My uncle's analysis of his voice inspired me and I resolved to improve my own slipshod speaking habits.

I felt an assurance I hadn't experienced before when I paused between thoughts as my uncle suggested, collected myself and continued without uttering "like." I thought more about what I would say and how I would say it. Words became chess pieces. Every move counted. I sought meaning and accuracy in the words I considered. Then I made my decision and enunciated the chosen words with careful deliberation. I defined myself by the clarity of my speech. I was frustrated when I couldn't find the right words. I chose silence in those moments and waited for the proper words to emerge.

My cousin, like my uncle, spoke three languages flawlessly. He was raised in Mexico and although he was educated in the states and had traveled the world he always considered himself Mexican. When he talked other than in Spanish, people who didn't know him thought he was a native speaker of whatever language he was using at the time. Sometimes when he became excited and could not talk fast enough to keep up with his thoughts, he would leap from English to Spanish to French to English and back to Spanish again.

"All these languages," he'd say, cutting himself off. "It gets confusing."

Then he would begin again in Spanish, rooting himself in the language of his birth.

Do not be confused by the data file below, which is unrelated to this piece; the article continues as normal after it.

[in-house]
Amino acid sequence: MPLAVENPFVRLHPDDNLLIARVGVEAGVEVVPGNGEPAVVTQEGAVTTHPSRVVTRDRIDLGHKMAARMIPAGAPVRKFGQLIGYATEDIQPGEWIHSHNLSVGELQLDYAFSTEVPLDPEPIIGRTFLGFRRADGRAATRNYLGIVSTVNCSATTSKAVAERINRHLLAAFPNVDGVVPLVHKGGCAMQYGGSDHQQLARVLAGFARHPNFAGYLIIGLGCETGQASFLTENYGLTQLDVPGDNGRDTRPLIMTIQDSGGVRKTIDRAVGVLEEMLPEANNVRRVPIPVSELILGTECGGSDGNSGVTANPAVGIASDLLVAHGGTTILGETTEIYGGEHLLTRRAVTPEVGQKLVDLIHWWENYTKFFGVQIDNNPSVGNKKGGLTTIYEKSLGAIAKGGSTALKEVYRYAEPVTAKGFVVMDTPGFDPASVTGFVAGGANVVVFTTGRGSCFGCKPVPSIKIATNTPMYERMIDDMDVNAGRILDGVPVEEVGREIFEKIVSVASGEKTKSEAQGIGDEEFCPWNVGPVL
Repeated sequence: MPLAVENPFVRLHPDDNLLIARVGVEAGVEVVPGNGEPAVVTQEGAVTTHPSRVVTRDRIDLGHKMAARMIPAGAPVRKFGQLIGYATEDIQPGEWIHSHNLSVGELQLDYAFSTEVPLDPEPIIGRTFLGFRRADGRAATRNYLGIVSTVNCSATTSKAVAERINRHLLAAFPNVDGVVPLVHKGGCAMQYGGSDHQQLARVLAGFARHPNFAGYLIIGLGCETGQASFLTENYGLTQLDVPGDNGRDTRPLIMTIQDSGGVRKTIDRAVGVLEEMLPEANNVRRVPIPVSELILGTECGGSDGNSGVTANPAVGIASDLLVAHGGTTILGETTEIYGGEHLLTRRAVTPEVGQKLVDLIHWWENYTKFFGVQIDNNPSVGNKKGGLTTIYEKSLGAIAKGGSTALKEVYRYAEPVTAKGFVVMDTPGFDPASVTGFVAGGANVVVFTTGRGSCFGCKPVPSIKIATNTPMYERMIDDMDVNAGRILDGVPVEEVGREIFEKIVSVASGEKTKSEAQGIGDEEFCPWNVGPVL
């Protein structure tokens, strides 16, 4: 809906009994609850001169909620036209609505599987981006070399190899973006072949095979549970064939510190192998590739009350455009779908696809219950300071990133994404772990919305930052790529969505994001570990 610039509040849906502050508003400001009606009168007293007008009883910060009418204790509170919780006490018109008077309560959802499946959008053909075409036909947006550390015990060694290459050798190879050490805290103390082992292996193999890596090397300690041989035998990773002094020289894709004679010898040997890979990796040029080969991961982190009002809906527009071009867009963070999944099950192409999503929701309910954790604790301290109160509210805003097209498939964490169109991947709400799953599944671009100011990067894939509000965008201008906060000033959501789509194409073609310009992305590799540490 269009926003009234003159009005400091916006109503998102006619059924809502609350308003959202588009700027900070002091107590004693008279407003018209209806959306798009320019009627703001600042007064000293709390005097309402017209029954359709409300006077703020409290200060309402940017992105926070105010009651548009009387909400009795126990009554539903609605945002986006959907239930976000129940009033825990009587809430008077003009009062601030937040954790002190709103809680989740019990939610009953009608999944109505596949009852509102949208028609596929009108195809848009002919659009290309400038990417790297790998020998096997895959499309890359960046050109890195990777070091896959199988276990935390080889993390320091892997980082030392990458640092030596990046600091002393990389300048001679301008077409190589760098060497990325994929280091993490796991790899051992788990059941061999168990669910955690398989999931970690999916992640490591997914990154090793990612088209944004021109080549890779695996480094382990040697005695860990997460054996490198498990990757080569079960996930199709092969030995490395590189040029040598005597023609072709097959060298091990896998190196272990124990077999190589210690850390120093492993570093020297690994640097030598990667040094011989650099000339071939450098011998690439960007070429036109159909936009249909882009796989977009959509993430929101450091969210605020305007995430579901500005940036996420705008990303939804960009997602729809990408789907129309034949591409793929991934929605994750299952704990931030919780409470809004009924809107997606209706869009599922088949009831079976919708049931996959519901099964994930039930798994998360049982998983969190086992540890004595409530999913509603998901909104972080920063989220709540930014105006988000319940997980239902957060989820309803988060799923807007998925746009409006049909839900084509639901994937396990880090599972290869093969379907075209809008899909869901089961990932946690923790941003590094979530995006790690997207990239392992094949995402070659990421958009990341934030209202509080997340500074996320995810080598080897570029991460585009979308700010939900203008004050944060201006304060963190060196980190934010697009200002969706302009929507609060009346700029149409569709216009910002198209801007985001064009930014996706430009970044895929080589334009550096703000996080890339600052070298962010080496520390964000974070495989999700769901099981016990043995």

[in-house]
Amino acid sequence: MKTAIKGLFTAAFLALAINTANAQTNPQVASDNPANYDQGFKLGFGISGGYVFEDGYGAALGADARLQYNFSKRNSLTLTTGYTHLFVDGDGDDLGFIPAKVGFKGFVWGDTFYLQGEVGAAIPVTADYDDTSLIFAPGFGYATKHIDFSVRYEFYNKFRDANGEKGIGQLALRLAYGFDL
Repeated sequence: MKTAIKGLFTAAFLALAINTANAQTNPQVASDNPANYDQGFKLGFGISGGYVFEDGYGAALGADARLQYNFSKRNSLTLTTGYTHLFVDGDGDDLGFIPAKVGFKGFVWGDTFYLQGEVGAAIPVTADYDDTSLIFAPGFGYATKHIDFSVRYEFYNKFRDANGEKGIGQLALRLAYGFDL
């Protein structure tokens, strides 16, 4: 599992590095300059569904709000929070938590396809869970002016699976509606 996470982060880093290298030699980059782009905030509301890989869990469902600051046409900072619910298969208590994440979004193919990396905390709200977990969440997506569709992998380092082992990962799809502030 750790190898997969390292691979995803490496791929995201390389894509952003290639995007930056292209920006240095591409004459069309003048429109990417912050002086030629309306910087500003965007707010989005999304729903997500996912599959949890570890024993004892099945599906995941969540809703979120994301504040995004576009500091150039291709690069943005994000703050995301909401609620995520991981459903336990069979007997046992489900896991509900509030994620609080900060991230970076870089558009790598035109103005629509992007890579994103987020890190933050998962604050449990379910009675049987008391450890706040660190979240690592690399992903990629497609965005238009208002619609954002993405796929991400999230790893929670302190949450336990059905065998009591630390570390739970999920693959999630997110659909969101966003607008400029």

Recently, I spent a few months in Kabul, Afghanistan, as a reporter covering the war. I learned enough Dari, the language of northern Afghanistan, to get by. When I left, I flew to Honduras to report on human rights violations. I was offered coffee at a hotel the night I arrived in Tegucigalpa, the capital.

"Nay, tasha core," I said in Dari, clipping my words in a guttural voice like the Afghans I knew. "No, thank you."

I paused, startled by the hotel clerk's complete lack of comprehension. Then I realized the mistake I'd made.

"Pardon," I said after a moment. "No, gracias."

I have traveled widely but have not spent much time in any one place. I am able to wander the landscape of several languages by clinging to the few words I understand.

Wherever I land and to anyone who will listen, I speak correctly and with the proper accent the few words I know of that country's language. I pause, weigh the leap I must make between making myself understood and uttering incomprehensible nonsense. The silence lengthens. I notice the awkward smiles. I balance on a pinhead of unease, afraid I might tumble into the mush of "uh ..."

Finally, I say, "Good morning," enunciating each word with a clarity I feel for that greeting, but not for the language as a whole.

My listener responds with unadorned simplicity that any beginner would understand.


I regain my balance and prepare to make another verbal jump into the linguistic unknown. Slowly, I establish a foothold. Like a mountain climber clinging to rock for support, face pressed against the cold granite, I feel alive and part of something.